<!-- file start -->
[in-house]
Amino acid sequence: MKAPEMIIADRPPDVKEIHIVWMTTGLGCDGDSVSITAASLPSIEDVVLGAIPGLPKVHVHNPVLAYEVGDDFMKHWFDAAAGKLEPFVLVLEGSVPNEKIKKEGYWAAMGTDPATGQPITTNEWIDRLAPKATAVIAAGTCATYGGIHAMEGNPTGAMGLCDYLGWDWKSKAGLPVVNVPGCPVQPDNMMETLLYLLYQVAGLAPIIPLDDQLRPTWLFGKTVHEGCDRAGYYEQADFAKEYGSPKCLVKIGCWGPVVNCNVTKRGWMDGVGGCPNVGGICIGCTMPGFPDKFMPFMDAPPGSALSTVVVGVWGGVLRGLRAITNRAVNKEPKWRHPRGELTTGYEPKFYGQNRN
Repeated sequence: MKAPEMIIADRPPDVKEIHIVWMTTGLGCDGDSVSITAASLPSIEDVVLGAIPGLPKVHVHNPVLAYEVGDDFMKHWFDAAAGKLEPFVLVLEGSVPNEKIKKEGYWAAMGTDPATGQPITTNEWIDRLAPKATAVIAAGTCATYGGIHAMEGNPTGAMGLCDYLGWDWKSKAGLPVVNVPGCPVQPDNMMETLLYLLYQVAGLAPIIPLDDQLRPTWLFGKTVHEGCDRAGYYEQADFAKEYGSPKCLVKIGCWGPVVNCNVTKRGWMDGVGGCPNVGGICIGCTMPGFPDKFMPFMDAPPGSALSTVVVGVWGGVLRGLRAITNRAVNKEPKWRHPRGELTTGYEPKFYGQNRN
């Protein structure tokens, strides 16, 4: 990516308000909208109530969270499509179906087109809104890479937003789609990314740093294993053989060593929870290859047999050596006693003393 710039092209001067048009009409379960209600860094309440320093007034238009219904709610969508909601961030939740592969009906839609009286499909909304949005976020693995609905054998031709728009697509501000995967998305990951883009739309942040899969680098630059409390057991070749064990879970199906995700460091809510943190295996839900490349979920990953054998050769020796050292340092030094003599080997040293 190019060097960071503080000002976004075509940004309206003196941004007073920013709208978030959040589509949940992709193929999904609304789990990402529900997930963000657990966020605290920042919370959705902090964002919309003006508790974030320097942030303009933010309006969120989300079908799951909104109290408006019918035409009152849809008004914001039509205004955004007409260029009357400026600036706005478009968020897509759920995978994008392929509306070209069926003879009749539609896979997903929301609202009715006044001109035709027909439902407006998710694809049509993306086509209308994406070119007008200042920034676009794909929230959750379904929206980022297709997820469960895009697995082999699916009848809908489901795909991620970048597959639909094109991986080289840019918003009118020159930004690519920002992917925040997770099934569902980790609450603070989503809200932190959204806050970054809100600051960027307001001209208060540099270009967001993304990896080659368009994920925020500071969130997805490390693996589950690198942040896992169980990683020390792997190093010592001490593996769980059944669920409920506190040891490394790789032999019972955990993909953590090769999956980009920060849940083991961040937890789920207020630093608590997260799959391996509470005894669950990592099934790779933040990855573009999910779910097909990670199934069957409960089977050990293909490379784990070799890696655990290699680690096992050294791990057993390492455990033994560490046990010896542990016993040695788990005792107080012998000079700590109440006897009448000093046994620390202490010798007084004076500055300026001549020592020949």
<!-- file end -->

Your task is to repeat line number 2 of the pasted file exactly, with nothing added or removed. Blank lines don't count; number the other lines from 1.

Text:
Amino acid sequence: MKAPEMIIADRPPDVKEIHIVWMTTGLGCDGDSVSITAASLPSIEDVVLGAIPGLPKVHVHNPVLAYEVGDDFMKHWFDAAAGKLEPFVLVLEGSVPNEKIKKEGYWAAMGTDPATGQPITTNEWIDRLAPKATAVIAAGTCATYGGIHAMEGNPTGAMGLCDYLGWDWKSKAGLPVVNVPGCPVQPDNMMETLLYLLYQVAGLAPIIPLDDQLRPTWLFGKTVHEGCDRAGYYEQADFAKEYGSPKCLVKIGCWGPVVNCNVTKRGWMDGVGGCPNVGGICIGCTMPGFPDKFMPFMDAPPGSALSTVVVGVWGGVLRGLRAITNRAVNKEPKWRHPRGELTTGYEPKFYGQNRN